Genome Editing by CRISPR-CAS9: Turning a Bacterial Trick into a Biotechnology Revolution

Our 2018 programme continues on Thursday 22 March with our rescheduled, fascinating insight into the CRISPR-Cas9 gene editing technology with Prof Bernard Hallet from the Universite Catholique de Louvain in his talk: 'Genome Editing by CRISPR-CAS9: Turning a Bacterial Trick into a Biotechnology Revolution”.

The development of targeted genome editing systems and their applications has moved forward enormously in the last decade. However, in the last five years it has undergone a quantum leap with the introduction of CRISPR-Cas9, the bacterial immune system which can be used to edit genomes on demand. It was a serendipitous discovery that bacteria contained DNA sequences which were repeated, and interspersed with unique sequences known as CRISPR (Clustered Regularly Interspaced Short Palindromic Repeats), and these unique sequences were latterly identified as viral DNA, derived from viruses that had previously infected the bacteria.

It was then found that close to the CRISPR sequences, genes were located coding for CRISPR-associated proteins (Cas), which have nuclease activity. Together with small guide RNAs (crRNAs) which have been transcribed from the CRISPR locus, one or more Cas proteins form ribonucleoprotein targeting complexes, with each contain a single guide sequence. The Cas nuclease (usually Cas9) then cleaves the target DNA, marked for degradation by base-pairing with the crRNA.

In 2012, Emmanuelle Charpentier and Jennifer Doudna proposed that the CRISPR-Cas9 system could be used for programmable gene editing, an idea that has since been further developed by many research groups for potential applications ranging from creating smart model systems for fundamental protein research to enabling bio-engineers to modify crops and farm animals, and translational scientists to develop novel treatment approaches for inherited and acquired disorders for which curative treatment options are not currently available.

This fabulous CRISPR-Cas9 story provides the perfect example of how basic bacterial research has moved the whole scientific community towards the next biotechnological revolution.

Genome Editing by CRISPR-CAS9:
Turning a Bacterial Trick into a Biotechnology Revolution
Prof Bernard Hallet, Life Science Institute (ISV) at UCLouvain
19h30 for 19h45 start, Thursday 22 March 2018
British School of Brussels
Pater Dupierreuxlaan 1, 3080 Tervuren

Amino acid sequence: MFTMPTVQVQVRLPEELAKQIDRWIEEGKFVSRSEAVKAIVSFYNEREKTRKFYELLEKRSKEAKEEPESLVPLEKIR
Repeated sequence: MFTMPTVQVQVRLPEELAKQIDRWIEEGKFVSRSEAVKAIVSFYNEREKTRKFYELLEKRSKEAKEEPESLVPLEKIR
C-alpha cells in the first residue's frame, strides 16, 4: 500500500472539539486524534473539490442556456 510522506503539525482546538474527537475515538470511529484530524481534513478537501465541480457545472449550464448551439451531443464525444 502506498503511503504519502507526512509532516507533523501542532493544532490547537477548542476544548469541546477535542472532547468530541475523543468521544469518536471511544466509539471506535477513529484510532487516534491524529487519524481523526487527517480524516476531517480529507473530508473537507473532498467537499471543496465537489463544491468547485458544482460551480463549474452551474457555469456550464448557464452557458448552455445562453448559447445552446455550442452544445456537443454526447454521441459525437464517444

Prof Bernard Hallet is Vice-chairman of the Life Science Institute (ISV) at the Universite Catholique de Louvain (UCL). From 2002-2010 he was Chairman of the Genetics Unit at UCL and has been a full-time lecturer at UCL since 2006. Following a Masters degree in Biology, Prof Hallet was awarded his PhD at UCL in 1993. This was followed by post doctoral research at Oxford University. He returned to Belgium in 1998 as a senior Research fellow at the ‘Fonds National de la Recherche Scientifique’ (FNRS) becoming a Senior Research Associate at FRNS in 2001. His research interest encompass specialised DNA recombination and DNA transposition in bacteria, genome plasticity, cell wall biosynthesis and the bacterial cell cycle, and most recently DNA repair and recombination in radio-tolerant bdelloid rotifers.

This event, which will carry the normal EUR 5 contribution to refreshments (bona fide students free), will take place at the British School of Brussels. As usual light refreshments will be available after the presentation to allow time for networking and further discussions.

Please note that security procedures in place at BSB require all attendees to register in advance and you will need to show valid personal ID (Belgian ID card, Passport or equivalent) to gain access to the BSB site.

To reserve your seat(s), or to obtain more information, please contact the RSC Belgium section secretary via email: For further information on future RSC Belgium and other events, please visit our forthcoming events page on the RSC Belgium blog. And, of course, please forward this message to anyone who may be interested in attending this exciting event.

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